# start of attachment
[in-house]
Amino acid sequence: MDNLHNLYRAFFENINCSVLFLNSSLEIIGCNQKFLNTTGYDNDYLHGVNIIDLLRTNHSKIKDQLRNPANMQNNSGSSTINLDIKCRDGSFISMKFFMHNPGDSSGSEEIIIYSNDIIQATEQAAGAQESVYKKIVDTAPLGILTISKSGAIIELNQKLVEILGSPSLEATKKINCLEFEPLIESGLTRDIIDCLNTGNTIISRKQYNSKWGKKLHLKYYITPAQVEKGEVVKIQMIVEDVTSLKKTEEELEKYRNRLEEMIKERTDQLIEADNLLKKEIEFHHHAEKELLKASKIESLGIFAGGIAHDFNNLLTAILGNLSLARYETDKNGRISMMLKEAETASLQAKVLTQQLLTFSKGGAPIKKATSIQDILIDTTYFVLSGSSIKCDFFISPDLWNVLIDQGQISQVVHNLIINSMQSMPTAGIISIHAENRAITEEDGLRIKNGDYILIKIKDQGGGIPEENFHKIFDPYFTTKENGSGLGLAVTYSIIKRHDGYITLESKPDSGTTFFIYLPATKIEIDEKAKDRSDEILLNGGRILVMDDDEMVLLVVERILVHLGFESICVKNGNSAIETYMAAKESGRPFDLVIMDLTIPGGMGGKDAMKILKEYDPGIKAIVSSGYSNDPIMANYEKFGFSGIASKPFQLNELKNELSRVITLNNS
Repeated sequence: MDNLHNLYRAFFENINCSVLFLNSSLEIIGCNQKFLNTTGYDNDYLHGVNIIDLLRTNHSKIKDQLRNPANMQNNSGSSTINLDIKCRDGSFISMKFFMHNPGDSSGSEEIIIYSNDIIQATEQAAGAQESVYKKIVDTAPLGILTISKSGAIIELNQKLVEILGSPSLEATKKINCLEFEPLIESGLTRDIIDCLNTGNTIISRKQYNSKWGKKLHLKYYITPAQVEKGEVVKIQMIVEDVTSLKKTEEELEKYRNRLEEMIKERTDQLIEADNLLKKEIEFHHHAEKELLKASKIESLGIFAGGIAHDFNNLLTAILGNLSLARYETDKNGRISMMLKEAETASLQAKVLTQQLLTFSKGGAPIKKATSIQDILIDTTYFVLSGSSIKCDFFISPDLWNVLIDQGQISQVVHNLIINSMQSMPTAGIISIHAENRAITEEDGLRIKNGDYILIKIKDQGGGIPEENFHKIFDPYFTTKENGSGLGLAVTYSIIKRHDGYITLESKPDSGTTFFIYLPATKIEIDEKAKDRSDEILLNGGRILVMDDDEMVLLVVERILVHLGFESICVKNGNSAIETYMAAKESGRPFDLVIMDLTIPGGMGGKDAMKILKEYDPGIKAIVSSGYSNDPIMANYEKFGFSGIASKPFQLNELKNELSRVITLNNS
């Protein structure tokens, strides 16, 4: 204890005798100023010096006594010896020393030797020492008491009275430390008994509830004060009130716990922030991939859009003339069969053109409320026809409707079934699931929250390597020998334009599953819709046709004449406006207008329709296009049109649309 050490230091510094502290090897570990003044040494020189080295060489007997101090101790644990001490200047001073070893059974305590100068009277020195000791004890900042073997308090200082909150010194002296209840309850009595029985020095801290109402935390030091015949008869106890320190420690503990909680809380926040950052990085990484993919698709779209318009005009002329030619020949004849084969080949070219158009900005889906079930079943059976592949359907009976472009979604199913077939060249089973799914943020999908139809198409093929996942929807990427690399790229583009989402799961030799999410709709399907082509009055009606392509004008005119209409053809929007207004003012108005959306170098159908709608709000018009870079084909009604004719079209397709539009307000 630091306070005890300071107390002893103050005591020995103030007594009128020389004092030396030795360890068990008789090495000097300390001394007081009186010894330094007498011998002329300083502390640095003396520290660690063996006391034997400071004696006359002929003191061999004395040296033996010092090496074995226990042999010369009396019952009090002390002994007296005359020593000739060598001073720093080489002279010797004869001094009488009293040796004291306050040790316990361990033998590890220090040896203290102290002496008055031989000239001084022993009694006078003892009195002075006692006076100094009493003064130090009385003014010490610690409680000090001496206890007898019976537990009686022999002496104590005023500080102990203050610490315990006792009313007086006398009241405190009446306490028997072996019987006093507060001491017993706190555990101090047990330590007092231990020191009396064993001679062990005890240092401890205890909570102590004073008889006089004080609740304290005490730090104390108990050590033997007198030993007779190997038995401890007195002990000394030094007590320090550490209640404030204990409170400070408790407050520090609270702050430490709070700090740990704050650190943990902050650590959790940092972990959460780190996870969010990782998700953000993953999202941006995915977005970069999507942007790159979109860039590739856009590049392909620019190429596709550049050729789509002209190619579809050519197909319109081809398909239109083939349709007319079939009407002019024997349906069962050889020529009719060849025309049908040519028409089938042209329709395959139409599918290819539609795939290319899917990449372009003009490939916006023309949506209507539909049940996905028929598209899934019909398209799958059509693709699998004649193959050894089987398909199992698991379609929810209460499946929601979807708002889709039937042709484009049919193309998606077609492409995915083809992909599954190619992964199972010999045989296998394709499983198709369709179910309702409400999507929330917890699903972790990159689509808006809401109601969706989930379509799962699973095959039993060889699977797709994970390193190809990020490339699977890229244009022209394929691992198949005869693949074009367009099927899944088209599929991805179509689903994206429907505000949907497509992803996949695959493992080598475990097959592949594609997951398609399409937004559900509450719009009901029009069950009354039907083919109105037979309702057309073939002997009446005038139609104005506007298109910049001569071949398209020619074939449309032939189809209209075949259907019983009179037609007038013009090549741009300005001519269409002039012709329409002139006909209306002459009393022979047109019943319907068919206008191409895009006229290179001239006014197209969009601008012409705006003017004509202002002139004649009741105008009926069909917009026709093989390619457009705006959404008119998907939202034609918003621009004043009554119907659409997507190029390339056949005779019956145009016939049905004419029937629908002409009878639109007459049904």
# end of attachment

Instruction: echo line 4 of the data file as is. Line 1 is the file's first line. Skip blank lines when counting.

């Protein structure tokens, strides 16, 4: 204890005798100023010096006594010896020393030797020492008491009275430390008994509830004060009130716990922030991939859009003339069969053109409320026809409707079934699931929250390597020998334009599953819709046709004449406006207008329709296009049109649309 050490230091510094502290090897570990003044040494020189080295060489007997101090101790644990001490200047001073070893059974305590100068009277020195000791004890900042073997308090200082909150010194002296209840309850009595029985020095801290109402935390030091015949008869106890320190420690503990909680809380926040950052990085990484993919698709779209318009005009002329030619020949004849084969080949070219158009900005889906079930079943059976592949359907009976472009979604199913077939060249089973799914943020999908139809198409093929996942929807990427690399790229583009989402799961030799999410709709399907082509009055009606392509004008005119209409053809929007207004003012108005959306170098159908709608709000018009870079084909009604004719079209397709539009307000 630091306070005890300071107390002893103050005591020995103030007594009128020389004092030396030795360890068990008789090495000097300390001394007081009186010894330094007498011998002329300083502390640095003396520290660690063996006391034997400071004696006359002929003191061999004395040296033996010092090496074995226990042999010369009396019952009090002390002994007296005359020593000739060598001073720093080489002279010797004869001094009488009293040796004291306050040790316990361990033998590890220090040896203290102290002496008055031989000239001084022993009694006078003892009195002075006692006076100094009493003064130090009385003014010490610690409680000090001496206890007898019976537990009686022999002496104590005023500080102990203050610490315990006792009313007086006398009241405190009446306490028997072996019987006093507060001491017993706190555990101090047990330590007092231990020191009396064993001679062990005890240092401890205890909570102590004073008889006089004080609740304290005490730090104390108990050590033997007198030993007779190997038995401890007195002990000394030094007590320090550490209640404030204990409170400070408790407050520090609270702050430490709070700090740990704050650190943990902050650590959790940092972990959460780190996870969010990782998700953000993953999202941006995915977005970069999507942007790159979109860039590739856009590049392909620019190429596709550049050729789509002209190619579809050519197909319109081809398909239109083939349709007319079939009407002019024997349906069962050889020529009719060849025309049908040519028409089938042209329709395959139409599918290819539609795939290319899917990449372009003009490939916006023309949506209507539909049940996905028929598209899934019909398209799958059509693709699998004649193959050894089987398909199992698991379609929810209460499946929601979807708002889709039937042709484009049919193309998606077609492409995915083809992909599954190619992964199972010999045989296998394709499983198709369709179910309702409400999507929330917890699903972790990159689509808006809401109601969706989930379509799962699973095959039993060889699977797709994970390193190809990020490339699977890229244009022209394929691992198949005869693949074009367009099927899944088209599929991805179509689903994206429907505000949907497509992803996949695959493992080598475990097959592949594609997951398609399409937004559900509450719009009901029009069950009354039907083919109105037979309702057309073939002997009446005038139609104005506007298109910049001569071949398209020619074939449309032939189809209209075949259907019983009179037609007038013009090549741009300005001519269409002039012709329409002139006909209306002459009393022979047109019943319907068919206008191409895009006229290179001239006014197209969009601008012409705006003017004509202002002139004649009741105008009926069909917009026709093989390619457009705006959404008119998907939202034609918003621009004043009554119907659409997507190029390339056949005779019956145009016939049905004419029937629908002409009878639109007459049904």